District Magistrate (City) Agra Vs. Prabhakar
Chaturvedi & Anr  INSC 29 (8 January 1996)
N.P. (J) Singh N.P. (J) Ahmadi A.M. (Cj) Jeevan Reddy, B.P. (J) S.B.. Majmudar.
1996 SCC (1) 718 JT 1996 (1) 111 1996 SCALE (1)142
consent of learned advocates of parties the appeal was finally heard and is
being disposed of by this judgment.
No.1 was an employee of the appellant. He was alleged to have misappropriated
an amount of Rs.21,094.80.
said misconduct was detected on 8th December 1984. The amount was collected by him partly in March 1984 and
partly in August 1984. The said amount was payable to Class III and IV
employees of the appellant on account of bonus and other allowances after
deduction from provident fund. This amount was required to be deposited in the
Post Office Account of employees individually by respondent no.1 along with his
associate and for that purpose he had taken this amount from the office of
appellant. Instead of depositing the said amount it was kept by respondent no.1
and on detection the amount was tendered only on 14th December 1984. Thus there was temporary misappropriation of this amount
for a period of eight months and less. Respondent No.1 and his associate have
admitted this fact in writing and deposited the amount on 15th December 1984. After a departmental enquiry the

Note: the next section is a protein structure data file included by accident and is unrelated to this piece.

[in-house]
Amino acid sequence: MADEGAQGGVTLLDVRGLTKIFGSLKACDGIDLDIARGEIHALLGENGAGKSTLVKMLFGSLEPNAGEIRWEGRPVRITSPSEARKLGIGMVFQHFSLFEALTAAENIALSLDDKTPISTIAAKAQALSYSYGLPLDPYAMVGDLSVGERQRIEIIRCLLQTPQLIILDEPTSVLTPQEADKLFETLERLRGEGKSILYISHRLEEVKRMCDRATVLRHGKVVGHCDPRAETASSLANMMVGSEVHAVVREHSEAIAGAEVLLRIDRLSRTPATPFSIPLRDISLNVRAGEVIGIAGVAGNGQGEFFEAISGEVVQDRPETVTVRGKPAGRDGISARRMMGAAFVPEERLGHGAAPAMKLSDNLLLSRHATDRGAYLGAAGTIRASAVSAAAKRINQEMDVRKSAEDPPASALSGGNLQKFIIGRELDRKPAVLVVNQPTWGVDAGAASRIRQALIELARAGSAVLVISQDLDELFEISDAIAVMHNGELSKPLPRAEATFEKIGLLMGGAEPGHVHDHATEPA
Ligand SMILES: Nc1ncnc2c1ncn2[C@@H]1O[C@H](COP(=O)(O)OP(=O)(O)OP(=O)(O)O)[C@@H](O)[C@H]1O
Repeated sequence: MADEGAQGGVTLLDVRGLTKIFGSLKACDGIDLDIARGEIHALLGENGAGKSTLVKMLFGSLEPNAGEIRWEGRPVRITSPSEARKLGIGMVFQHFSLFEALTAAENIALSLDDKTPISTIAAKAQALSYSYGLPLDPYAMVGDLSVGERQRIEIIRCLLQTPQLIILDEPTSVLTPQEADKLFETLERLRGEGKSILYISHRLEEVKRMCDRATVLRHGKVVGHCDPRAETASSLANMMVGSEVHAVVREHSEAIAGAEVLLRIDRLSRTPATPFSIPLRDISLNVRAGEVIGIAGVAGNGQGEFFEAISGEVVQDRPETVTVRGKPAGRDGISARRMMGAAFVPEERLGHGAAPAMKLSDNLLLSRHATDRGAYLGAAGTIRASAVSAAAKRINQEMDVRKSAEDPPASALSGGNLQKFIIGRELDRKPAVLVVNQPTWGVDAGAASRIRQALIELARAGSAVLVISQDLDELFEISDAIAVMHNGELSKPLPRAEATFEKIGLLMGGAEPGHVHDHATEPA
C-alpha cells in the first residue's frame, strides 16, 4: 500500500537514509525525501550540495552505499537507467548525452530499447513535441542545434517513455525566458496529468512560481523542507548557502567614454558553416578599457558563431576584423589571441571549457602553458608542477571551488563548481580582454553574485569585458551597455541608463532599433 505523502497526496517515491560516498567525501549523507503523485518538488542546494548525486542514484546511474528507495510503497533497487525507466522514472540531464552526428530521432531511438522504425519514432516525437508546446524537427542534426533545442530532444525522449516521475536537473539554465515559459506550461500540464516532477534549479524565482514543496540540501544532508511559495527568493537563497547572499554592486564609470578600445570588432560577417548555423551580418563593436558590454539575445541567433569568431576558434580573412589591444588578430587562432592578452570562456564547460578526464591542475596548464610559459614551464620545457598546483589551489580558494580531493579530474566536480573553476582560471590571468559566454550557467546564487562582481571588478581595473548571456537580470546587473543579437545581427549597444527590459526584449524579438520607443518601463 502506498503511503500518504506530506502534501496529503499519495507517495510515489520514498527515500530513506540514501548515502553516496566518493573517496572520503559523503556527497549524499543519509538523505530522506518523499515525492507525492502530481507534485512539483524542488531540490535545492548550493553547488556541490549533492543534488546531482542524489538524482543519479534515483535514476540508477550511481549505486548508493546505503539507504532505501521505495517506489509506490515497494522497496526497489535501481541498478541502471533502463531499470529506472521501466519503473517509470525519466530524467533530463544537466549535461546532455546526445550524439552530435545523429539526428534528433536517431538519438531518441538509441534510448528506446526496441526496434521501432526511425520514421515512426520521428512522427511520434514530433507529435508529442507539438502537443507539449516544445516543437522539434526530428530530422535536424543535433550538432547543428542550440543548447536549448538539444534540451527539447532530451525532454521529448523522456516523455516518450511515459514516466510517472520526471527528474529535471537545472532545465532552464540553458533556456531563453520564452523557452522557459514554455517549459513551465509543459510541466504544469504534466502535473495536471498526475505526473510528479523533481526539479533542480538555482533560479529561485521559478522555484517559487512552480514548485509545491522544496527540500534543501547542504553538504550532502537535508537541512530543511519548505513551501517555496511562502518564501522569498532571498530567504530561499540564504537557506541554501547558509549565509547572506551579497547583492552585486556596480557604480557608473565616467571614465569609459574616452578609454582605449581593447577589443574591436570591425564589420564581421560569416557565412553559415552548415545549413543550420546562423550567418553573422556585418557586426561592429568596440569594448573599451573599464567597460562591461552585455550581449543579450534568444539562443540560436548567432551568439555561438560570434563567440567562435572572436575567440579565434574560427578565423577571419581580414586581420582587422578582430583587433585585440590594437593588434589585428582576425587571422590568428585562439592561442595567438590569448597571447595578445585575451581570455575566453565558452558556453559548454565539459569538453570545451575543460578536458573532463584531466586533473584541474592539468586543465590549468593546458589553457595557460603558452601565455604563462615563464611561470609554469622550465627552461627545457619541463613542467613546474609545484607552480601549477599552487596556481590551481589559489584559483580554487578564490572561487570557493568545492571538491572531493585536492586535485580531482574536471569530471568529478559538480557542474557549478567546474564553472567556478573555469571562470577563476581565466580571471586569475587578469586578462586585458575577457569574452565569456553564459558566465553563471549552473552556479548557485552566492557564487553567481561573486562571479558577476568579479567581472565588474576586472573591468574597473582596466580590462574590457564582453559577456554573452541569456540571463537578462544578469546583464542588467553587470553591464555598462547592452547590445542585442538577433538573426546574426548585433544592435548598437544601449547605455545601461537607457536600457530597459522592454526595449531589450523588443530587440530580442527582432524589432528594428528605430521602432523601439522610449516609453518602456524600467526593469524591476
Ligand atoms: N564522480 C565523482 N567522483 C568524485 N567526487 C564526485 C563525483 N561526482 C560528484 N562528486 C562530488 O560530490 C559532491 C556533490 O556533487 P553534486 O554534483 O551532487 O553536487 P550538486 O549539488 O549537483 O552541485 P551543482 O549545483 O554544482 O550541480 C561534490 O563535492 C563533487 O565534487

respondent no.1 was dismissed from service on 29th November 1985. Respondent No.1's statutory appeal before the appellate
authority failed. He thereafter filed writ petition in the High Court of
Judicature at Allahabad. His writ petition came to be
allowed by the learned Single Judge on the ground that the authorities had not
given adequate opportunity to respondent no.1 to defend as he was not permitted
to examine witnesses nor was he supplied documents asked for by him.
Accordingly the dismissal order was quashed and set aside Appellant was
directed to reinstate respondent no.1 with full back wages. It is this order of
the High Court which is brought in challenge by the appellant.
learned counsel for the appellant vehemently submitted that when respondent
no.1 had himself admitted in clearest terms that he had failed to deposit the
amount entrusted to him and that it was due to his negligence, carelessness and
fault, nothing further survived and he was rightly dismissed from service. So
far as the non-supply of documents and non-examination of witnesses is
concerned it was submitted that respondent himself had stated before the enquiry
officer that he had not to give any documentary or oral evidence. There was no
question of the enquiry getting vitiated on account of rejection of the
subsequent request of the respondent no.1 to examine four witnesses. Learned
counsel for the respondent on the other hand submitted that the decision
rendered by the High Court was quite justified on the facts of the case and in
addition he submitted that even the copy of the enquiry report should have been
given to the respondent no.1 and as that was not done the order of dismissal